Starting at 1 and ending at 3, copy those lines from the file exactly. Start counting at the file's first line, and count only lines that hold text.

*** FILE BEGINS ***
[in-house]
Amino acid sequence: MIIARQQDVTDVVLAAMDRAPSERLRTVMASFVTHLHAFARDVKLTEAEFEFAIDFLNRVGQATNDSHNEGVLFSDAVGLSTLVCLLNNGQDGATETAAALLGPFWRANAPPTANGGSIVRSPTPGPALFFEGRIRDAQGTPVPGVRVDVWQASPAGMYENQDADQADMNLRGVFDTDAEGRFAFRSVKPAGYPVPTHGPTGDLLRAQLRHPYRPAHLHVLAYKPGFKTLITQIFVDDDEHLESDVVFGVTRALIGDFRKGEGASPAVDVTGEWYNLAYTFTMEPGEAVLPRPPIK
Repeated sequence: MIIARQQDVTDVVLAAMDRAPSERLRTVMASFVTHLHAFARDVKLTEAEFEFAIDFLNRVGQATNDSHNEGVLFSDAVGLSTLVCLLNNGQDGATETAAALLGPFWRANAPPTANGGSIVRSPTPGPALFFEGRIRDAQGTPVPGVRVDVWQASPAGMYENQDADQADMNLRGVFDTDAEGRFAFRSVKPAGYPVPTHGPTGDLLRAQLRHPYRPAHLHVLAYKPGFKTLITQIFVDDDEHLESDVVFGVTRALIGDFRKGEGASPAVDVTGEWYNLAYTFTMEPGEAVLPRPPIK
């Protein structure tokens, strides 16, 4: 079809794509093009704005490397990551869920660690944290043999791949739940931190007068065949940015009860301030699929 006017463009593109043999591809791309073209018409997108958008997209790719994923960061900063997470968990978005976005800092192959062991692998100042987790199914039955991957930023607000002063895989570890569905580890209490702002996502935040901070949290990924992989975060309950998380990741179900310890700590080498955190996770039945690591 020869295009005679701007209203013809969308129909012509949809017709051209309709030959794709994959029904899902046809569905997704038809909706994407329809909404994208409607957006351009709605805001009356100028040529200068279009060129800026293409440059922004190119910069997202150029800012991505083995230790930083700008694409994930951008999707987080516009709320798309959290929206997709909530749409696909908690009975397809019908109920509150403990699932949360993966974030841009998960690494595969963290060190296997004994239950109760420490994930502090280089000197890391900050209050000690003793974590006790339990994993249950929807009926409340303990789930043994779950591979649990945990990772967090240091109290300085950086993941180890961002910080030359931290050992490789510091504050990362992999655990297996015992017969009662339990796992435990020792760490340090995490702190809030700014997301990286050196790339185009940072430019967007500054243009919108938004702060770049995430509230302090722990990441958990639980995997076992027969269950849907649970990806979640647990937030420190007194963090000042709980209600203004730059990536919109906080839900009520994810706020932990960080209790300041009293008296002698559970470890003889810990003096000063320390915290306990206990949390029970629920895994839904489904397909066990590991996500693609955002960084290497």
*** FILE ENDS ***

[in-house]
Amino acid sequence: MIIARQQDVTDVVLAAMDRAPSERLRTVMASFVTHLHAFARDVKLTEAEFEFAIDFLNRVGQATNDSHNEGVLFSDAVGLSTLVCLLNNGQDGATETAAALLGPFWRANAPPTANGGSIVRSPTPGPALFFEGRIRDAQGTPVPGVRVDVWQASPAGMYENQDADQADMNLRGVFDTDAEGRFAFRSVKPAGYPVPTHGPTGDLLRAQLRHPYRPAHLHVLAYKPGFKTLITQIFVDDDEHLESDVVFGVTRALIGDFRKGEGASPAVDVTGEWYNLAYTFTMEPGEAVLPRPPIK
Repeated sequence: MIIARQQDVTDVVLAAMDRAPSERLRTVMASFVTHLHAFARDVKLTEAEFEFAIDFLNRVGQATNDSHNEGVLFSDAVGLSTLVCLLNNGQDGATETAAALLGPFWRANAPPTANGGSIVRSPTPGPALFFEGRIRDAQGTPVPGVRVDVWQASPAGMYENQDADQADMNLRGVFDTDAEGRFAFRSVKPAGYPVPTHGPTGDLLRAQLRHPYRPAHLHVLAYKPGFKTLITQIFVDDDEHLESDVVFGVTRALIGDFRKGEGASPAVDVTGEWYNLAYTFTMEPGEAVLPRPPIK